In fairness, LessonPaths seems targeted more at a primary school level user and I’m looking at this from a higher ed perspective. While it is easy enough to use and visually acceptable, I don’t think it offers a particularly rich learning experience.
This is the Blendspace overview from EmergingEdTech.com
Blendspace appears to come from more educationally minded developers – they are mindful of grading and tracking student progress and provide options to search a range of education focused sites in the tool. Ultimately it is still a content curation tool.
It does have some other nice features including the ability to add HTML source code to the webpages you can create (I was able to embed the LessonPaths lesson that I just created to one section), you can link your Dropbox and Google Drives to the tool making it easy to import content from there and Blendspace also provides a browser plugin that enables you to bookmark URLs directly to your Blendspace account. You can also search Flickr, Educreations and Gooru (not familiar with the last two) directly from the tool.
The interface is elegantly simple and very drag-and-drop oriented.
Users can create accounts either as teachers or students and teachers can generate course codes so that student progress (comments and likes/dislikes on resources and answers to quiz questions) can be tracked.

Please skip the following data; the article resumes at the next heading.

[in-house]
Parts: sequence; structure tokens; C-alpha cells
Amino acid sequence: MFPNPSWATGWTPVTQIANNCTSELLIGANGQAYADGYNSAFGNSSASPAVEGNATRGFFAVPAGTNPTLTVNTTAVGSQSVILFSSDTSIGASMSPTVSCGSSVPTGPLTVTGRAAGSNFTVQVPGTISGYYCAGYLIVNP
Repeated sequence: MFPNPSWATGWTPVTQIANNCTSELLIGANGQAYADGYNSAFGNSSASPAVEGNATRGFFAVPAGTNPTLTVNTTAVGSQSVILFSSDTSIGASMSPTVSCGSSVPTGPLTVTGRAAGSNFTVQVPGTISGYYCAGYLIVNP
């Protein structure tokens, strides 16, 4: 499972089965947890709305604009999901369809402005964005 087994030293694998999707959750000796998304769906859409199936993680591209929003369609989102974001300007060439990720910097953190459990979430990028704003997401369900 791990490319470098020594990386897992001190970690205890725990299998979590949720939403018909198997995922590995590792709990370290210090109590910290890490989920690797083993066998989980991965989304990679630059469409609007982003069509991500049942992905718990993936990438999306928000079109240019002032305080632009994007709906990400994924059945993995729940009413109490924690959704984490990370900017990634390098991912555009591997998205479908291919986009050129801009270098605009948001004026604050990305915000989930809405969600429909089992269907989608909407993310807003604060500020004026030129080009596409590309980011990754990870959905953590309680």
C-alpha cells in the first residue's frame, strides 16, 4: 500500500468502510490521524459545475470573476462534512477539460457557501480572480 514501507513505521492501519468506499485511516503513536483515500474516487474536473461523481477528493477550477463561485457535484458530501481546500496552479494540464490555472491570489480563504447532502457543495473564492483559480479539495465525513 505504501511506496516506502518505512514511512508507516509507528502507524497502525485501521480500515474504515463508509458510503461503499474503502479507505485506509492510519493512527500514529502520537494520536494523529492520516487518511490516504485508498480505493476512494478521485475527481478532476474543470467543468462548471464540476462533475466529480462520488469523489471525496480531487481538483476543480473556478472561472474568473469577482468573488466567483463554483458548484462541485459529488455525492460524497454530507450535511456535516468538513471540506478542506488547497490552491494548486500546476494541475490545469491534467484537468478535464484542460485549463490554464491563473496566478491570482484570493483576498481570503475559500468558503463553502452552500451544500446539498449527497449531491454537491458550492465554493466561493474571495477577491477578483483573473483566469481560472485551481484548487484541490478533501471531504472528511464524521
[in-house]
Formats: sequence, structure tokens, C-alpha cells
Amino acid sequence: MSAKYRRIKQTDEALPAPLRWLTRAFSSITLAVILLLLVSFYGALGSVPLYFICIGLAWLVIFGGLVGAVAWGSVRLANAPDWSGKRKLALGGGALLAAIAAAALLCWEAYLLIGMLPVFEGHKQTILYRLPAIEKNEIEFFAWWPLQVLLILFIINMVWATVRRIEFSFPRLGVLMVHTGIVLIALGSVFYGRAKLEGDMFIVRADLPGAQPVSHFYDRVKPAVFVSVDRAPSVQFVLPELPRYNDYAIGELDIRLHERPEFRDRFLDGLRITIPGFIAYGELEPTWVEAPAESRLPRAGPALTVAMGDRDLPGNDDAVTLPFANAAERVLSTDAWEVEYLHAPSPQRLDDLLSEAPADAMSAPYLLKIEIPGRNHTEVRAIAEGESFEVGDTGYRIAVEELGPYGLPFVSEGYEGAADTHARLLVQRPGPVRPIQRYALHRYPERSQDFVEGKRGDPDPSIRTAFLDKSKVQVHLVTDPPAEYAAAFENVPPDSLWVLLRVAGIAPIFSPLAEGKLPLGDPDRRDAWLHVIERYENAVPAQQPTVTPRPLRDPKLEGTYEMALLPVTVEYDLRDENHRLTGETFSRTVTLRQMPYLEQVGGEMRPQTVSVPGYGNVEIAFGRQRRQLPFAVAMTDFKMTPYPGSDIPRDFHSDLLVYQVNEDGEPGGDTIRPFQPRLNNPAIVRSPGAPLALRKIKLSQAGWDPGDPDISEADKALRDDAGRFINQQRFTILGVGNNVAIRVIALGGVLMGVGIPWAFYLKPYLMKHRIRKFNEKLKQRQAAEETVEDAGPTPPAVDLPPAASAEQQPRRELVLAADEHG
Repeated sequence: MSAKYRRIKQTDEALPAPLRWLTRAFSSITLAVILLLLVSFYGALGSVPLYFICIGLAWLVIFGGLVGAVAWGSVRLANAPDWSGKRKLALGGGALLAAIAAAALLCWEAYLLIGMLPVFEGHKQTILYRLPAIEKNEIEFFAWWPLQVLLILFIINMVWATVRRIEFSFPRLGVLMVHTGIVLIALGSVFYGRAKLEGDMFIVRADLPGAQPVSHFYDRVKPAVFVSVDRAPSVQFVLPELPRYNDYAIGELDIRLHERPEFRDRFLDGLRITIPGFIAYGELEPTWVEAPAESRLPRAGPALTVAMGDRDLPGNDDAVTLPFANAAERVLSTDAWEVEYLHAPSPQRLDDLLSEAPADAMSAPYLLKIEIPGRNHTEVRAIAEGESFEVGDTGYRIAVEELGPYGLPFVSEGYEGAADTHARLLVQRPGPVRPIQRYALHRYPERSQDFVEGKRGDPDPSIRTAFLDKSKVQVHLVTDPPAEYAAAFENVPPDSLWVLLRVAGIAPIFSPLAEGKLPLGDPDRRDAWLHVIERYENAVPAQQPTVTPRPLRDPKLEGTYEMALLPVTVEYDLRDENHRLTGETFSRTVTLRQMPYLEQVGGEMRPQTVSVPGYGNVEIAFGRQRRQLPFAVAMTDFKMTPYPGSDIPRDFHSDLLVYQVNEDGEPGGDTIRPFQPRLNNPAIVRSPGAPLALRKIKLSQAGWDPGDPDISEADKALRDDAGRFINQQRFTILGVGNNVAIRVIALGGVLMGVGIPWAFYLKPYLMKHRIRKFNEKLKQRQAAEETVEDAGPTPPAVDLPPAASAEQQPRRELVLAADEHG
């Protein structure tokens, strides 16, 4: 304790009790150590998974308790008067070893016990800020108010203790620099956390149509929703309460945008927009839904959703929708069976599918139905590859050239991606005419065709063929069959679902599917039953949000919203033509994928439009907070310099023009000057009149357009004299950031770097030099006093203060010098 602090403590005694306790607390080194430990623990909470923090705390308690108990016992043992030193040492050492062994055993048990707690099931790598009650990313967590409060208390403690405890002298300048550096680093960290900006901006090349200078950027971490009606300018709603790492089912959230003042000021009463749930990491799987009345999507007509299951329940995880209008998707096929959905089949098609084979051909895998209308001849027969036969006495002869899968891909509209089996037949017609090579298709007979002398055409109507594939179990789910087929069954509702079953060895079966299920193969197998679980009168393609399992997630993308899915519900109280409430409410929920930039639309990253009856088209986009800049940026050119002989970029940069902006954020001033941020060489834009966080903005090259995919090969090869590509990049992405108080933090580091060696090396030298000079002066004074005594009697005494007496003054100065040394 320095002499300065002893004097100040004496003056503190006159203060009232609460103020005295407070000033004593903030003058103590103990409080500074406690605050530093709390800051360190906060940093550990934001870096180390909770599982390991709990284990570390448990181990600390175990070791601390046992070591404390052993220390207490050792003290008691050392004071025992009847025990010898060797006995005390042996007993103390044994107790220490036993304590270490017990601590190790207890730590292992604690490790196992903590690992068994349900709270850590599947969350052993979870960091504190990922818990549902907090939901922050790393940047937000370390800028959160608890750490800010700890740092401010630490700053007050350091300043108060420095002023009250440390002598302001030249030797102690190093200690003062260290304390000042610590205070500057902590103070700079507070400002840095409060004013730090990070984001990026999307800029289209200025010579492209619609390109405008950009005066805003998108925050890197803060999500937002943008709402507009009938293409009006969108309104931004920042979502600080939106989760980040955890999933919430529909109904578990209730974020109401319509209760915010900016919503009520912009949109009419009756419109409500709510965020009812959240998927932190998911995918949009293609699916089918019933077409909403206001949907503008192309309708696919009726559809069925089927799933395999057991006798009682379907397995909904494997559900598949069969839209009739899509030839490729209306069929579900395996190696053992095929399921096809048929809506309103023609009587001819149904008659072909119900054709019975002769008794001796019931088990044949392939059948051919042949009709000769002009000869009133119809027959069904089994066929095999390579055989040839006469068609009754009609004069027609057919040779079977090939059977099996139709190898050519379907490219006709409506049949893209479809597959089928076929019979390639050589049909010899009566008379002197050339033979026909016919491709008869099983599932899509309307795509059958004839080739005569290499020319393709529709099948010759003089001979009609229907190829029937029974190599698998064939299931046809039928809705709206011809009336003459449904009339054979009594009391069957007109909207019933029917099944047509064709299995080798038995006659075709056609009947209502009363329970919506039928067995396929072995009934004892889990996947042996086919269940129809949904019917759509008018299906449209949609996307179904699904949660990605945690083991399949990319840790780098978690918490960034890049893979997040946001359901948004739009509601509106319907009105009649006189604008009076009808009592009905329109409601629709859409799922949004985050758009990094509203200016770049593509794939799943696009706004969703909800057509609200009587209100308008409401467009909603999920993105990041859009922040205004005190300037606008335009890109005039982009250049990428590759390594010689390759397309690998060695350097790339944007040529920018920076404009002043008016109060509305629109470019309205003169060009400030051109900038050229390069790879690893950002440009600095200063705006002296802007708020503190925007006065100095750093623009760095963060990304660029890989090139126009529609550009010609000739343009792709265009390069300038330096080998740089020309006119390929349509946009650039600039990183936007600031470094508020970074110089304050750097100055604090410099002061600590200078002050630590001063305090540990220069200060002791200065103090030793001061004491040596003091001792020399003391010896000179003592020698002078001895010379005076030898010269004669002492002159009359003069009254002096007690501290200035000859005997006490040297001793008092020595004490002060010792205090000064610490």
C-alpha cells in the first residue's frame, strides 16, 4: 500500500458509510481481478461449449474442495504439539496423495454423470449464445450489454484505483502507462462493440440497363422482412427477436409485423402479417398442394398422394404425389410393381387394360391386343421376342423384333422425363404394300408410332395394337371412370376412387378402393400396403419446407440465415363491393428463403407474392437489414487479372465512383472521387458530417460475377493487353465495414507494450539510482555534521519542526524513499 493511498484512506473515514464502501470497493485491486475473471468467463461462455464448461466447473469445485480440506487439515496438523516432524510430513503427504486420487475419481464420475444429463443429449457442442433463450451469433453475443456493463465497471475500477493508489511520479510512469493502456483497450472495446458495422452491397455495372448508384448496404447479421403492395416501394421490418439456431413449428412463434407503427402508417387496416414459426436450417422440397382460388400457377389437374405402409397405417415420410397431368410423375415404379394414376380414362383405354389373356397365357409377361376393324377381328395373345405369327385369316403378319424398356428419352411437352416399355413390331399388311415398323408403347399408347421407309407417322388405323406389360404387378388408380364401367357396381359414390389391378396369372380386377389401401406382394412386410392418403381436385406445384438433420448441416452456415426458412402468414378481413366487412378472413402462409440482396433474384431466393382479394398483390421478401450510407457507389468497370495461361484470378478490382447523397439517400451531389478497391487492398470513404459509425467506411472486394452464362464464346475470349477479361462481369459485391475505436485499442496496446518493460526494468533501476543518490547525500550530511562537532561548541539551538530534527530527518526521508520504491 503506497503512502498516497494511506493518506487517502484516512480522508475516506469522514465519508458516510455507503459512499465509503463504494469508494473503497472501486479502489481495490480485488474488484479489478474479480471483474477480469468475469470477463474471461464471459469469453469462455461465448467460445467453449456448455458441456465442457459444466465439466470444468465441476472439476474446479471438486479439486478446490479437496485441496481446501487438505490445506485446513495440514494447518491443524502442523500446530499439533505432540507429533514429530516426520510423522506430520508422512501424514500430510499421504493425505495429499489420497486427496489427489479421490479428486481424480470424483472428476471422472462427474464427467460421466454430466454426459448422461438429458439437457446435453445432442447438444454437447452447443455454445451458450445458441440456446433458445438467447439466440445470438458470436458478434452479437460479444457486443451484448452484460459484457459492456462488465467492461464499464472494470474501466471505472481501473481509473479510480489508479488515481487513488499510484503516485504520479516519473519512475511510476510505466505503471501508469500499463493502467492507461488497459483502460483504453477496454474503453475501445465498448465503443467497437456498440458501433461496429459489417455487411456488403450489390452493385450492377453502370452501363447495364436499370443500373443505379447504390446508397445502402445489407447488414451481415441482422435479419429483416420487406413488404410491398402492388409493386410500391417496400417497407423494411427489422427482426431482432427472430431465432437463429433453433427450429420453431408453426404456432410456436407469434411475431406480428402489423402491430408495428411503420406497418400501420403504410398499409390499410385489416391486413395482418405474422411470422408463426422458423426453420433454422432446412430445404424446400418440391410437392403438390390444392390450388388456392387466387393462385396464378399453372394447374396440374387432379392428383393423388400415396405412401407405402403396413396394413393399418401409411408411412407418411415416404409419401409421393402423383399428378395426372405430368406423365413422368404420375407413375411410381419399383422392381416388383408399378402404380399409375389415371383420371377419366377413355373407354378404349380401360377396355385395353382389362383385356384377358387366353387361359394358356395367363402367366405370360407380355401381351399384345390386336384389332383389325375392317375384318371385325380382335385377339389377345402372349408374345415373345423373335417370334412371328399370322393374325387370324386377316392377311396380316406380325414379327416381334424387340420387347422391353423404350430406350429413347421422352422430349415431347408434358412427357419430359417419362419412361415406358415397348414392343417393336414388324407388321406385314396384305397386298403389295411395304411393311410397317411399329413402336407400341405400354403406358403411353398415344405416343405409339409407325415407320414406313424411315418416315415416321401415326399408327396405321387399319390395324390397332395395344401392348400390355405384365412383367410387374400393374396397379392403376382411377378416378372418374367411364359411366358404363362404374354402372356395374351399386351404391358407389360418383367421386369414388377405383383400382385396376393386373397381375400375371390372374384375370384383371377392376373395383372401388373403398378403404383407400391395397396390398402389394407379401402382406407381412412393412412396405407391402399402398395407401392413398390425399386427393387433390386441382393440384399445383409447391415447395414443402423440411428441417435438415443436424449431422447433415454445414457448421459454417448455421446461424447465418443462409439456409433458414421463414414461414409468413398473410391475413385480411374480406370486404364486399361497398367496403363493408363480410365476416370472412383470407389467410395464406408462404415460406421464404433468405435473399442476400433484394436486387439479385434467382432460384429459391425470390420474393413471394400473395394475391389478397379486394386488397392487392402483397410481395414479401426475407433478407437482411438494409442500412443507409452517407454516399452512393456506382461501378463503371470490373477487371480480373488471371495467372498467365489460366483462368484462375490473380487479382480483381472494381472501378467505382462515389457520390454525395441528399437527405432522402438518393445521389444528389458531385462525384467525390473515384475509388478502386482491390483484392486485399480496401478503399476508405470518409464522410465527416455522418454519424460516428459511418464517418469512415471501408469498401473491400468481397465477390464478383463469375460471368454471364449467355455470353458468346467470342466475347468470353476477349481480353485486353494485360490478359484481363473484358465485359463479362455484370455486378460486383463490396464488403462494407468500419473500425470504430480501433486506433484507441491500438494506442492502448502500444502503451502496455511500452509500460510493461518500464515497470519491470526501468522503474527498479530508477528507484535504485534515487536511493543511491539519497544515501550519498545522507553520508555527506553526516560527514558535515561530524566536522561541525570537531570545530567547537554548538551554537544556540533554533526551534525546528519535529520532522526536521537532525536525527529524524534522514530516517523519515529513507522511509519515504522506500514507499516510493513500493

As I mentioned, both are relatively simple tools lacking deep interactivity but might be useful in creating more stimulating resource collections than a typical LMS file repository. In terms of understanding and supporting educators, Blendspace is streets ahead of LessonPaths.
The last couple of months a little hectic, with wrapping up one job and starting another (I’m now in the College of Business and Economics (CBE) at the Australian National University (ANU)) and so I have some catching up to do with this challenge but I think I’m up to the task. (Even if they are currently on around Week 9?)
Here is a quick 3 minute overview from Emerging Ed Tech that sums up the TedEd web tool quite nicely.
In a nutshell though, it’s an easy to use web based tool that enables teachers to create a small lesson driven by a YouTube video that can also include reflection/understanding questions, further resources and a discussion forum.
Students need to register to participate in activities (questions and discussion forum) but this means that the teacher is able to give them feedback and respond to their discussion posts.
The teacher is able to choose which of the Think / Dig Deeper / Discuss / And finally sections to include (the ability to reorder them might be nice but this is a minor quibble) and the whole lesson creation process only took me around 5 minutes.
The Think section supports either open answer text or multi-choice questions (up to 15), Dig Deeper offers a basic text editor with support for weblinks and the Discuss forum is simple but cleanly designed and easy to use. It has no text formatting or options for attaching files – however I was able to use HTML tags to format text and add an image. Entering a URL does automatically create a link though, which is nice and there are options to flag or upvote other posts.